The UK’s Taskforce on Pension Scheme Voting Implementation (TPSVI) has set out new recommendations that would see the role of trustees strengthened with regards to voting policies.

The taskforce said its three recommendations “look to align greater stewardship and voting policies and help set a path towards more transparency, and investment in line with savers’ interests”.

Chaired by Simon Howard, the former chief executive officer of the UK Sustainable Investment and Finance Association, the TPSVI was set up in December 2020 by Minister for Pensions Guy Opperman to assist with voting system issues.

It will also encourage asset managers to engage with their clients’ preferences about where their money goes.

Currently, the taskforce said, when pension schemes invest in pooled funds, they surrender their rights to vote at the annual general meetings (AGM) of the companies they invest in.

And until now, the vast majority of asset managers, who are in charge of these pooled funds, have not always been prepared to engage with their clients’ voting preferences, it added.

These votes could be on issues such as climate risk management, diversity, or pay.

The three main recommendations put forward by the taskforce are:

  1. pension scheme trustees should either set a voting policy of their own, or explicitly accept responsibility for those policies exercised on their behalf by their asset managers;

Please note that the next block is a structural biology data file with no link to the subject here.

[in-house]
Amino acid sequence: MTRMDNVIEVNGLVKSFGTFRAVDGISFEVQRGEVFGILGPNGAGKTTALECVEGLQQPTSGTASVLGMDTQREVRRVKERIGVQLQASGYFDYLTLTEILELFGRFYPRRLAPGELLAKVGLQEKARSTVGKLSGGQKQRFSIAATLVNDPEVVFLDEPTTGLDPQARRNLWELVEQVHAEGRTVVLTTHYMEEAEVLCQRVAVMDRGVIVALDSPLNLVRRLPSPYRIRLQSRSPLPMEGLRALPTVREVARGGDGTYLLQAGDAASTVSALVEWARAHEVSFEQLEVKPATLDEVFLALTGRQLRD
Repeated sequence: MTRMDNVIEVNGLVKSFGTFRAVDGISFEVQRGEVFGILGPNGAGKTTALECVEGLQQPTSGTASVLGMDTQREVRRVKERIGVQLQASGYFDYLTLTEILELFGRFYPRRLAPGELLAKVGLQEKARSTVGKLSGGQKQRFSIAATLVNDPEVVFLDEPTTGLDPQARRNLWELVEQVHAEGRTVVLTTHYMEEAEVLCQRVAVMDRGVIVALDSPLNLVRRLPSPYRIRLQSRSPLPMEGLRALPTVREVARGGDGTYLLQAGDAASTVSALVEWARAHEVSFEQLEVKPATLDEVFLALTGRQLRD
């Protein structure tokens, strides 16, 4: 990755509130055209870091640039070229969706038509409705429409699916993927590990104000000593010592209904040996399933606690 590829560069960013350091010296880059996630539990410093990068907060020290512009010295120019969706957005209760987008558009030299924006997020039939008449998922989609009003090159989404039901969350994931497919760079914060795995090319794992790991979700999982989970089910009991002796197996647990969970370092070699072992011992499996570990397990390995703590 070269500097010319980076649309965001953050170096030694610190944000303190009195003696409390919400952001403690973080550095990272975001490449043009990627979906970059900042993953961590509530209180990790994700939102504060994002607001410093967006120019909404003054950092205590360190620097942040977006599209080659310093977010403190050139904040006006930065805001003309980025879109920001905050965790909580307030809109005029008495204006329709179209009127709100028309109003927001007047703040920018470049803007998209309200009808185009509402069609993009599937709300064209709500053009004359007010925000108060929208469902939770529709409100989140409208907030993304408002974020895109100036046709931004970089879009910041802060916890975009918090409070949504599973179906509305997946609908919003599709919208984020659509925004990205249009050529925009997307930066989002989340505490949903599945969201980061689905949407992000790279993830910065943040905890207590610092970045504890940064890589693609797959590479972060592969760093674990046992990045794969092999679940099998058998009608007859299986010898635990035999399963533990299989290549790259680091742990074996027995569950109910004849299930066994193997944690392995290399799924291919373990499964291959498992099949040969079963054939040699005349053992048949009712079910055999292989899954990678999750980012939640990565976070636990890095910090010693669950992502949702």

2. all asset managers are to offer asset owners the opportunity to set an “expression of wish” as to how votes are exercised on their behalf, regardless of how they invest; and
  3. the Financial Conduct Authority (FCA) should:
  • clarify – for example, via guidance –that there is no breach of fund rules in acting on an expression of wish;
  • set expectations of asset managers for better disclosure of voting policies, more granular and comparable reporting of how votes are cast, and more comprehensive explanations for those votes.

“Our recommendations will give asset owners – such as pension schemes – a louder say in voting in pensions,” Howard said.

“There are two principal goals. First; by boosting the owner’s voice and influence over their agents we can ensure that the whole system works to better guide investee companies.

“Second, we will let the people paying into pensions know that their views are being considered, boosting the support pensions saving will receive. Both are necessary for better pension outcomes,” he added.

In a statement, Opperman said: “I see no reason why trustees shouldn’t be able to determine their own high-level policies – on areas such as climate risk management, diversity, or pay – and find an asset manager to implement it.”

He said he would study the taskforce findings closely and respond at the earliest possible opportunity.

The full TPSVI rereport can be found here.

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